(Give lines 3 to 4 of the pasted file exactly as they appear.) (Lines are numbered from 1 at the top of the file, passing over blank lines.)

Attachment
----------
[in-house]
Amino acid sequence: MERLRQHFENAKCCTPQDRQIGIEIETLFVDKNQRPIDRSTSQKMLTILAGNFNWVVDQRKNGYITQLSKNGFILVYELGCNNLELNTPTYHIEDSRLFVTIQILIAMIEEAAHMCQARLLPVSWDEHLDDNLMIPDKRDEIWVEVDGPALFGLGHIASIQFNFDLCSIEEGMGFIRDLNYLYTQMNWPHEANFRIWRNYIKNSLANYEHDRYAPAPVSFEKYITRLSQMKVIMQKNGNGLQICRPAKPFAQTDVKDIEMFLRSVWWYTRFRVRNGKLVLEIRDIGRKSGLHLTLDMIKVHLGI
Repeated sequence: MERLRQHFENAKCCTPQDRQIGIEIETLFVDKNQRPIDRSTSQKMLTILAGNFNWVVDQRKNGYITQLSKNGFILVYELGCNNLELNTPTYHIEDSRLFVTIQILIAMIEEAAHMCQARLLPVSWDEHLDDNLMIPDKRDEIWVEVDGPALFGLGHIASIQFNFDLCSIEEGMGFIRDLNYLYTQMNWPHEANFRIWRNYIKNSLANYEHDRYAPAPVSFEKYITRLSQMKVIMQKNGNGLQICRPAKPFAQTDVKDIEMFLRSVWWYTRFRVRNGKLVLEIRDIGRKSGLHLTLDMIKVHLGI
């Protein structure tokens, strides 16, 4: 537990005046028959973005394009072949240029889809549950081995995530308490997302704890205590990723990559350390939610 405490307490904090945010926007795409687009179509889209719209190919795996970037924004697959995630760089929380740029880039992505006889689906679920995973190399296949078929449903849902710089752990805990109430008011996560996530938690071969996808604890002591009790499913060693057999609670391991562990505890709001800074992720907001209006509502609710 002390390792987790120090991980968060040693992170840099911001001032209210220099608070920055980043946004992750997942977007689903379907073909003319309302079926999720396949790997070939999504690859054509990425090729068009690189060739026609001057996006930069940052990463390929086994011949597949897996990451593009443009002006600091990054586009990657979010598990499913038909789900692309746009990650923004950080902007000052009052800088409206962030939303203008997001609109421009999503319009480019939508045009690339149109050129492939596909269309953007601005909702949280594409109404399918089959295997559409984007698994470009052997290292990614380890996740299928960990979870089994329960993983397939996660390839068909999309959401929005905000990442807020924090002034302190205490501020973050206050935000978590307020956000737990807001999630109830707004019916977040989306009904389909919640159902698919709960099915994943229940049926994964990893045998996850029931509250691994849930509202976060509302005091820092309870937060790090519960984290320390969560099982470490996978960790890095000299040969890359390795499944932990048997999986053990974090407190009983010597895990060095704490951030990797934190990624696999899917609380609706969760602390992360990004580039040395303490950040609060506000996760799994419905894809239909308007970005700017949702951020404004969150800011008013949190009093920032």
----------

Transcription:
Repeated sequence: MERLRQHFENAKCCTPQDRQIGIEIETLFVDKNQRPIDRSTSQKMLTILAGNFNWVVDQRKNGYITQLSKNGFILVYELGCNNLELNTPTYHIEDSRLFVTIQILIAMIEEAAHMCQARLLPVSWDEHLDDNLMIPDKRDEIWVEVDGPALFGLGHIASIQFNFDLCSIEEGMGFIRDLNYLYTQMNWPHEANFRIWRNYIKNSLANYEHDRYAPAPVSFEKYITRLSQMKVIMQKNGNGLQICRPAKPFAQTDVKDIEMFLRSVWWYTRFRVRNGKLVLEIRDIGRKSGLHLTLDMIKVHLGI
């Protein structure tokens, strides 16, 4: 537990005046028959973005394009072949240029889809549950081995995530308490997302704890205590990723990559350390939610 405490307490904090945010926007795409687009179509889209719209190919795996970037924004697959995630760089929380740029880039992505006889689906679920995973190399296949078929449903849902710089752990805990109430008011996560996530938690071969996808604890002591009790499913060693057999609670391991562990505890709001800074992720907001209006509502609710 002390390792987790120090991980968060040693992170840099911001001032209210220099608070920055980043946004992750997942977007689903379907073909003319309302079926999720396949790997070939999504690859054509990425090729068009690189060739026609001057996006930069940052990463390929086994011949597949897996990451593009443009002006600091990054586009990657979010598990499913038909789900692309746009990650923004950080902007000052009052800088409206962030939303203008997001609109421009999503319009480019939508045009690339149109050129492939596909269309953007601005909702949280594409109404399918089959295997559409984007698994470009052997290292990614380890996740299928960990979870089994329960993983397939996660390839068909999309959401929005905000990442807020924090002034302190205490501020973050206050935000978590307020956000737990807001999630109830707004019916977040989306009904389909919640159902698919709960099915994943229940049926994964990893045998996850029931509250691994849930509202976060509302005091820092309870937060790090519960984290320390969560099982470490996978960790890095000299040969890359390795499944932990048997999986053990974090407190009983010597895990060095704490951030990797934190990624696999899917609380609706969760602390992360990004580039040395303490950040609060506000996760799994419905894809239909308007970005700017949702951020404004969150800011008013949190009093920032």